Has government relations entered the digital age? This is a compelling question. One would assume that public relations – the umbrella beneath which government relations operates – has had to adapt to digital disruption. But what about those who deal more with government officials and other decision-makers – the seasoned veterans who have, to a large extent, neglected to embrace digital technologies?
The truth is, even public relations may be less digitally-disrupted than many of us think. In a 2014 article, Anna Ruth Williams (founder and CEO of award-winning PR and marketing firm AR|PR) argues that, on the whole, her industry is still attached to an antiquated agency model. If this is true, what levels of disruption can we expect among government relations (GR) professionals, individuals who spend much of their time engaging with institutions that are concerned with preserving tradition?
That said, any subjects that governments grapple with, including those related to the widespread use of digital technologies, are likely to impact many in the GR field. To get an idea of how much time Canada’s federal and provincial governments devote to the implications of these technologies, I used Gnowit’s HansardWatch platform to track the frequency of the words “internet” and “digital” in government proceedings over the course of the last two weeks. These words came up in 219 Hansard transcripts from the Canadian, Ontario and British Columbia governments; topics ranged from national security threats to the use of digital currency.
The New Government Relations Landscape
Embarking on new (or relatively new) territory is always accompanied by unfamiliar challenges. The many intersections between digital technology and the everyday lives of Canadians have led to new points of friction between economic sectors, regulatory bodies, and the general public. In many of these disputes, precedents and past assumptions no longer apply. As a result, there exists an opportunity for government relations professionals to play a significant role in shaping public policy in many areas.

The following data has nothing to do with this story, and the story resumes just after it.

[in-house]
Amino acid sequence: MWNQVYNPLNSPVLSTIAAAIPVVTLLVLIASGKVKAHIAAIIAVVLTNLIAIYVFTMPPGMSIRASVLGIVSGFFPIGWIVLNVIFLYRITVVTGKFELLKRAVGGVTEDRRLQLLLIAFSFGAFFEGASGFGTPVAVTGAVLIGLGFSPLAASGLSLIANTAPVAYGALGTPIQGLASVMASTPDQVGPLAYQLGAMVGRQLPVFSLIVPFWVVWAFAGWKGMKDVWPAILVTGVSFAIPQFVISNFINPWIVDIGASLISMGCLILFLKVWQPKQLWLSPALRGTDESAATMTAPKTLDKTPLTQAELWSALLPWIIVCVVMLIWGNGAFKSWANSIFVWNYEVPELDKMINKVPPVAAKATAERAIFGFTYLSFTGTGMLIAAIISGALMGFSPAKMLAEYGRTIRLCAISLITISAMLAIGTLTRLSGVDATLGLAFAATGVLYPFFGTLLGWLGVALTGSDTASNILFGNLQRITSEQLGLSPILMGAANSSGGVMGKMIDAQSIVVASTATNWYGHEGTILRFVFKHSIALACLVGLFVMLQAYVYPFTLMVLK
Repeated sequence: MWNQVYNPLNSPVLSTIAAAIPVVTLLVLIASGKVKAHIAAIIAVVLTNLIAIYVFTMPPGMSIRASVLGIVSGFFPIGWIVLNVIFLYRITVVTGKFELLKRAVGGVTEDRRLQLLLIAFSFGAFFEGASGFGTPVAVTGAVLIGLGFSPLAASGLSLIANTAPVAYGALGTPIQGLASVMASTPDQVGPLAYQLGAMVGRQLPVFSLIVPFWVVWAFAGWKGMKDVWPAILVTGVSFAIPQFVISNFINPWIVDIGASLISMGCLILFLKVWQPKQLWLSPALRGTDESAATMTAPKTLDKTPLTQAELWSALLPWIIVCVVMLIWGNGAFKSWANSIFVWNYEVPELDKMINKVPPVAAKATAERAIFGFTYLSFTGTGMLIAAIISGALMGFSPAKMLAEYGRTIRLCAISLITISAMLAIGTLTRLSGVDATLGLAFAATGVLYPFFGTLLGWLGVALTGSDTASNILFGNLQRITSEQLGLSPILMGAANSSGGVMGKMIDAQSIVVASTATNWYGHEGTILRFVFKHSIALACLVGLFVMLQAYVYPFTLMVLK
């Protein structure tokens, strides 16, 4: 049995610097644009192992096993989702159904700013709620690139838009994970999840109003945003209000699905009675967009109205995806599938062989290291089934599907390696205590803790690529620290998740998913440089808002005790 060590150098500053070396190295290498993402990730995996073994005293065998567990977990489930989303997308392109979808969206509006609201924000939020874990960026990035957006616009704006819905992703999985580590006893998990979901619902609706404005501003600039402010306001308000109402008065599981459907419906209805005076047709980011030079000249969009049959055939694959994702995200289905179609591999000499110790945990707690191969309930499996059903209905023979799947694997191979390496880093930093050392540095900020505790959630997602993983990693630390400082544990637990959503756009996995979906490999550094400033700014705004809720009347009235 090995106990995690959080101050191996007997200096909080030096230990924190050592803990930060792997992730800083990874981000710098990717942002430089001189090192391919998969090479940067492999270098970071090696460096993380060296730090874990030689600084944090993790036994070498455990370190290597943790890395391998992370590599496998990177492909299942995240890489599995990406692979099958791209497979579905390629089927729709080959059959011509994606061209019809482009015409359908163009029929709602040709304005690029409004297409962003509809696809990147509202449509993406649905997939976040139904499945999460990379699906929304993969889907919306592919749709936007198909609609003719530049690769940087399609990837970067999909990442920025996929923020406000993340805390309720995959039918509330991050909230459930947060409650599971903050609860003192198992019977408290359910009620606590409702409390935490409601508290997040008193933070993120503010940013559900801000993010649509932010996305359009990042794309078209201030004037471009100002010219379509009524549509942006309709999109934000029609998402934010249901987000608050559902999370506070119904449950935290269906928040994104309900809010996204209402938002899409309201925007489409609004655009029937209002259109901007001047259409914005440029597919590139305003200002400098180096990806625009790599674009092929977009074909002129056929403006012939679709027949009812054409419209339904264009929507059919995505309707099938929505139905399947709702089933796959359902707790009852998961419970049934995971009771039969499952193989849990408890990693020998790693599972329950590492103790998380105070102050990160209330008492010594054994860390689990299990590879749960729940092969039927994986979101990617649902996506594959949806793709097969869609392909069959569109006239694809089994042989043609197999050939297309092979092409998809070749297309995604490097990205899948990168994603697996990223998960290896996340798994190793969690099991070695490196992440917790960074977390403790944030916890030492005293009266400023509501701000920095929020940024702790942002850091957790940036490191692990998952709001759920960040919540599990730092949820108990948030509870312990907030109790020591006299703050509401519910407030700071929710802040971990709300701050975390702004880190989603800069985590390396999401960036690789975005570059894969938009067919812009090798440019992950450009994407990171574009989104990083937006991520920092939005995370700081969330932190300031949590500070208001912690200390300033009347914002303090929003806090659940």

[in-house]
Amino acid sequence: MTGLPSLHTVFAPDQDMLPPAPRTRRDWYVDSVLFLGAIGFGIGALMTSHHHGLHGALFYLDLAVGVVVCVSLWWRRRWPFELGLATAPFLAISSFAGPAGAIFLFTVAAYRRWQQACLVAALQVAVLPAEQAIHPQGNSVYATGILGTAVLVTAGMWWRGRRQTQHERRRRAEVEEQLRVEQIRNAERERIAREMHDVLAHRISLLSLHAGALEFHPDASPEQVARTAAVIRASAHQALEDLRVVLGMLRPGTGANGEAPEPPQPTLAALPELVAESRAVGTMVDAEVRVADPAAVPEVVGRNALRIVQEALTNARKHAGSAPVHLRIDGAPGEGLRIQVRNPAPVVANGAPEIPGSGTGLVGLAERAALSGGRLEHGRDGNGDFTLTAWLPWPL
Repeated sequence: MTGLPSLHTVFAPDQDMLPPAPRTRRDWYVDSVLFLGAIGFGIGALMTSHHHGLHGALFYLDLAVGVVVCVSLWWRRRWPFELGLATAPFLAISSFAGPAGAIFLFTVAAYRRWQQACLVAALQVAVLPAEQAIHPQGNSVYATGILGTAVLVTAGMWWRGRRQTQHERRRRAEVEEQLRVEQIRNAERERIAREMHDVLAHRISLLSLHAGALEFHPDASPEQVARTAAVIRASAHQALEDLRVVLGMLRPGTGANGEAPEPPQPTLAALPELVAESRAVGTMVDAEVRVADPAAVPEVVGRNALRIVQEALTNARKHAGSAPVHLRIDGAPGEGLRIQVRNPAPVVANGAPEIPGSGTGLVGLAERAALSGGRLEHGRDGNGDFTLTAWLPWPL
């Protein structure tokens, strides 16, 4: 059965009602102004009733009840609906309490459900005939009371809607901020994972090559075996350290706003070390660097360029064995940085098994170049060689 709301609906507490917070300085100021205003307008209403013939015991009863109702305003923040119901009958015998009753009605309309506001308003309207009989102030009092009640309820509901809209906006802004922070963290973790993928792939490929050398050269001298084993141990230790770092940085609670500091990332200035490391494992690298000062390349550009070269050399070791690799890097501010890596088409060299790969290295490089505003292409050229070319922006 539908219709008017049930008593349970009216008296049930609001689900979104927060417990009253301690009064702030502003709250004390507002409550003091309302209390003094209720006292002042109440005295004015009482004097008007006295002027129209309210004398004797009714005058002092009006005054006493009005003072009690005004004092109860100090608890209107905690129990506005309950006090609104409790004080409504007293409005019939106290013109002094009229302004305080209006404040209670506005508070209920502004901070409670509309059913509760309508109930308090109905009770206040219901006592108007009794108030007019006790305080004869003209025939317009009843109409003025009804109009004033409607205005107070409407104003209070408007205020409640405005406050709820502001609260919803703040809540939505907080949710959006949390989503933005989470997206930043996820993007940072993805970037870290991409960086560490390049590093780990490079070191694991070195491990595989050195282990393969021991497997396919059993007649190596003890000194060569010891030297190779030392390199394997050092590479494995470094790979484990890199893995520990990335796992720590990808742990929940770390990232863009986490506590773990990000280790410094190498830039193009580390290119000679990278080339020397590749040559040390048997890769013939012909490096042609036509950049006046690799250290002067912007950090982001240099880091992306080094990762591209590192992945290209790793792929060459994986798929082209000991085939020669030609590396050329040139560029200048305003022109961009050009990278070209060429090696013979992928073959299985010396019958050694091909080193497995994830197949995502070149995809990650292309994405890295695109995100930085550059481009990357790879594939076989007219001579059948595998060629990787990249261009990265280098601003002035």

Sectors that are sure to see increasing debate related to digitization include health care, education, and defense. In health care, there have been a number of provincial and federal complications related to the computerization of health records. These range from privacy issues to budgetary concerns. In education, proposals to increase the role digital technologies play in post-secondary teaching – particularly through the use of MOOCs, or massive open online courses – are an ongoing source of debate. And in the realm of national defense, concerns about privacy and personal freedoms are weighed against those of perceived security. In all of the above areas, and in many others, GR professionals are on the front lines, advocating for the interests of those to whom they’re dedicated.
Perhaps unsurprisingly, information technology and telecommunications have been especially confusing policy areas. As digital disruptors, companies like Netflix and Google are navigating uncharted regulatory waters. Both companies made headlines for refusing to turn confidential subscriber information over to the CRTC. As Todd Julie notes, public opinion can be an important driver of such decisions when regulatory uncertainty looms. This uncertainty can also scare away venture capitalists; at the same time, attempts to “regulate away every gray area” can quash innovation in its early stages. GR professionals can help reach positive outcomes by educating decision-makers about these complex issues.
Dr. Ann Cavoukian, winner of the most recent Award of Distinction from the PAAC (Public Affairs Association of Canada), is a good example of the role those in government relations and public affairs can play in bringing clarity to the digital landscape. Dr. Cavoukian created “Privacy by Design”, an international framework for data-protection that ensures “privacy is embedded into the design and architecture of IT systems and business practices”.
Part of being a good advocate is cultivating a deep understanding of the ways in which new technologies will affect your organization or clients. Though innovators like Dr. Cavoukian have risen to the challenge, it can be a bit of a challenge for those who spend much of their professional lives building relationships in traditional ways.